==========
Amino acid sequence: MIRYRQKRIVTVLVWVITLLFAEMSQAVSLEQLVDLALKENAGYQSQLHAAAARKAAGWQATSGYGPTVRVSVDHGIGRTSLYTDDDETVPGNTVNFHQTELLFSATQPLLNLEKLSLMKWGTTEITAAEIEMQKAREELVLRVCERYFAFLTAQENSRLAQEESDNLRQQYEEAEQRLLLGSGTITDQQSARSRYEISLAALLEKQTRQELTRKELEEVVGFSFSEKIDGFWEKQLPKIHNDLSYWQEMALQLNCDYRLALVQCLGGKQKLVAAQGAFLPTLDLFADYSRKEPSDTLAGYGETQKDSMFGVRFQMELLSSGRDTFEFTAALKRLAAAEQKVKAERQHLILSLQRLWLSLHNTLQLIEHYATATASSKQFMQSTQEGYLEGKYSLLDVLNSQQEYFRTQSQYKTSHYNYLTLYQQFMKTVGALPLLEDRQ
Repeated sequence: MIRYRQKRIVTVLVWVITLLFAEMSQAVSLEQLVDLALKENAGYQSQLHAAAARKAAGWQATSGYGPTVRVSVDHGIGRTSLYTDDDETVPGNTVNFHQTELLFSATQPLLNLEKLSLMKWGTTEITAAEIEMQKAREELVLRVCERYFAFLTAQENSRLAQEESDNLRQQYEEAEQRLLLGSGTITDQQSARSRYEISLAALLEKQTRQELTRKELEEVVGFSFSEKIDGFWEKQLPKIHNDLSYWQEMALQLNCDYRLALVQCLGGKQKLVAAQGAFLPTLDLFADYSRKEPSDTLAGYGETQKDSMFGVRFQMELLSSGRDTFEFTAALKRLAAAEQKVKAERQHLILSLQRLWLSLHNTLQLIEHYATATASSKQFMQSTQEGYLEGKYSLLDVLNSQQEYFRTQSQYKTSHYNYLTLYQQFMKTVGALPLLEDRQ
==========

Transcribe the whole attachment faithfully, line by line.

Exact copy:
Amino acid sequence: MIRYRQKRIVTVLVWVITLLFAEMSQAVSLEQLVDLALKENAGYQSQLHAAAARKAAGWQATSGYGPTVRVSVDHGIGRTSLYTDDDETVPGNTVNFHQTELLFSATQPLLNLEKLSLMKWGTTEITAAEIEMQKAREELVLRVCERYFAFLTAQENSRLAQEESDNLRQQYEEAEQRLLLGSGTITDQQSARSRYEISLAALLEKQTRQELTRKELEEVVGFSFSEKIDGFWEKQLPKIHNDLSYWQEMALQLNCDYRLALVQCLGGKQKLVAAQGAFLPTLDLFADYSRKEPSDTLAGYGETQKDSMFGVRFQMELLSSGRDTFEFTAALKRLAAAEQKVKAERQHLILSLQRLWLSLHNTLQLIEHYATATASSKQFMQSTQEGYLEGKYSLLDVLNSQQEYFRTQSQYKTSHYNYLTLYQQFMKTVGALPLLEDRQ
Repeated sequence: MIRYRQKRIVTVLVWVITLLFAEMSQAVSLEQLVDLALKENAGYQSQLHAAAARKAAGWQATSGYGPTVRVSVDHGIGRTSLYTDDDETVPGNTVNFHQTELLFSATQPLLNLEKLSLMKWGTTEITAAEIEMQKAREELVLRVCERYFAFLTAQENSRLAQEESDNLRQQYEEAEQRLLLGSGTITDQQSARSRYEISLAALLEKQTRQELTRKELEEVVGFSFSEKIDGFWEKQLPKIHNDLSYWQEMALQLNCDYRLALVQCLGGKQKLVAAQGAFLPTLDLFADYSRKEPSDTLAGYGETQKDSMFGVRFQMELLSSGRDTFEFTAALKRLAAAEQKVKAERQHLILSLQRLWLSLHNTLQLIEHYATATASSKQFMQSTQEGYLEGKYSLLDVLNSQQEYFRTQSQYKTSHYNYLTLYQQFMKTVGALPLLEDRQ